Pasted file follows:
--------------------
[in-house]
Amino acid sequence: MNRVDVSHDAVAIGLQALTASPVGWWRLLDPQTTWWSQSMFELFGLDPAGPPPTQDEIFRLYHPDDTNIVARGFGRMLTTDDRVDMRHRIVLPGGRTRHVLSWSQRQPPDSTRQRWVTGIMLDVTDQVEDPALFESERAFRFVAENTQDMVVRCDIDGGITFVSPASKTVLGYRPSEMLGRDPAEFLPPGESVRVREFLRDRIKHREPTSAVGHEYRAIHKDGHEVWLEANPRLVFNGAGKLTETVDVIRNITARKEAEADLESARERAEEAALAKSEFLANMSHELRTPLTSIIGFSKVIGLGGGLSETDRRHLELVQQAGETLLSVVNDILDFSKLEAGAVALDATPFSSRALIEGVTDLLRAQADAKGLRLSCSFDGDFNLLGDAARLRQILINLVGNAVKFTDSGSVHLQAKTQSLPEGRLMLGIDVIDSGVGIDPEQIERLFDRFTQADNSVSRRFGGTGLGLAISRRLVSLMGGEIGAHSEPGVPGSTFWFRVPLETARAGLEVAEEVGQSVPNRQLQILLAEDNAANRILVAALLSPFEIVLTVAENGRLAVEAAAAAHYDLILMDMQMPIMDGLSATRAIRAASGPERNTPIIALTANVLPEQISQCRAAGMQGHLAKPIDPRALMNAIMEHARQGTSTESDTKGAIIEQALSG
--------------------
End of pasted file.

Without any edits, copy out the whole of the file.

[in-house]
Amino acid sequence: MNRVDVSHDAVAIGLQALTASPVGWWRLLDPQTTWWSQSMFELFGLDPAGPPPTQDEIFRLYHPDDTNIVARGFGRMLTTDDRVDMRHRIVLPGGRTRHVLSWSQRQPPDSTRQRWVTGIMLDVTDQVEDPALFESERAFRFVAENTQDMVVRCDIDGGITFVSPASKTVLGYRPSEMLGRDPAEFLPPGESVRVREFLRDRIKHREPTSAVGHEYRAIHKDGHEVWLEANPRLVFNGAGKLTETVDVIRNITARKEAEADLESARERAEEAALAKSEFLANMSHELRTPLTSIIGFSKVIGLGGGLSETDRRHLELVQQAGETLLSVVNDILDFSKLEAGAVALDATPFSSRALIEGVTDLLRAQADAKGLRLSCSFDGDFNLLGDAARLRQILINLVGNAVKFTDSGSVHLQAKTQSLPEGRLMLGIDVIDSGVGIDPEQIERLFDRFTQADNSVSRRFGGTGLGLAISRRLVSLMGGEIGAHSEPGVPGSTFWFRVPLETARAGLEVAEEVGQSVPNRQLQILLAEDNAANRILVAALLSPFEIVLTVAENGRLAVEAAAAAHYDLILMDMQMPIMDGLSATRAIRAASGPERNTPIIALTANVLPEQISQCRAAGMQGHLAKPIDPRALMNAIMEHARQGTSTESDTKGAIIEQALSG